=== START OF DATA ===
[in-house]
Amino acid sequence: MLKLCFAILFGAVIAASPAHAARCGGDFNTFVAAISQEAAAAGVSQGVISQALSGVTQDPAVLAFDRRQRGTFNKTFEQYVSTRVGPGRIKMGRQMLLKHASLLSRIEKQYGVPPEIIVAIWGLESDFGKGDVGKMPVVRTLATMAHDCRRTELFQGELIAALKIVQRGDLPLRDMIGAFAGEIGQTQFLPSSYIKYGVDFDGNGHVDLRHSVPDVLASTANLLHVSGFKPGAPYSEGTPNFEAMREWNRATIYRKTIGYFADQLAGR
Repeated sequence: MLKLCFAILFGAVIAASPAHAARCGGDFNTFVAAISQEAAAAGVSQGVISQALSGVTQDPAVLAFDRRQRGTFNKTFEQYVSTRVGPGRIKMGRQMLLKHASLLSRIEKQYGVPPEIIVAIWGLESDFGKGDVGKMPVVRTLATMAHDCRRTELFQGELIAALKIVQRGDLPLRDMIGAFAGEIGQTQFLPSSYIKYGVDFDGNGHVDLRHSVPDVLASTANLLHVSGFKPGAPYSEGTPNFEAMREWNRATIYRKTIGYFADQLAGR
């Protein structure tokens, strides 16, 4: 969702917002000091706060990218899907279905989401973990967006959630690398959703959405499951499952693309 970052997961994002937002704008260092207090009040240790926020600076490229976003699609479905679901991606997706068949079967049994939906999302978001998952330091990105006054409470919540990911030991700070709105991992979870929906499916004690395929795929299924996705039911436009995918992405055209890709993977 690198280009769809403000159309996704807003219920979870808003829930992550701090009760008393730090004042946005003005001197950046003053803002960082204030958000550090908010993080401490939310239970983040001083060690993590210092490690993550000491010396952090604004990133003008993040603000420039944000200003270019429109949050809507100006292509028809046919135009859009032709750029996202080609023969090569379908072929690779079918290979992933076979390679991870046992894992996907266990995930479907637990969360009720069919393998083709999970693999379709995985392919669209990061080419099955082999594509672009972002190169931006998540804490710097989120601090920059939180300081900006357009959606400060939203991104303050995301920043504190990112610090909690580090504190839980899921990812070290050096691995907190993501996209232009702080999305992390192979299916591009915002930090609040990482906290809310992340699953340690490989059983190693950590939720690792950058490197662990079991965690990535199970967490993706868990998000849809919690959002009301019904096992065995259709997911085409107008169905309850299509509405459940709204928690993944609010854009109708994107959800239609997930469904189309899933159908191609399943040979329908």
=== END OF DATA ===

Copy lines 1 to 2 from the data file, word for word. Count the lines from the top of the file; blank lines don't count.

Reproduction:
[in-house]
Amino acid sequence: MLKLCFAILFGAVIAASPAHAARCGGDFNTFVAAISQEAAAAGVSQGVISQALSGVTQDPAVLAFDRRQRGTFNKTFEQYVSTRVGPGRIKMGRQMLLKHASLLSRIEKQYGVPPEIIVAIWGLESDFGKGDVGKMPVVRTLATMAHDCRRTELFQGELIAALKIVQRGDLPLRDMIGAFAGEIGQTQFLPSSYIKYGVDFDGNGHVDLRHSVPDVLASTANLLHVSGFKPGAPYSEGTPNFEAMREWNRATIYRKTIGYFADQLAGR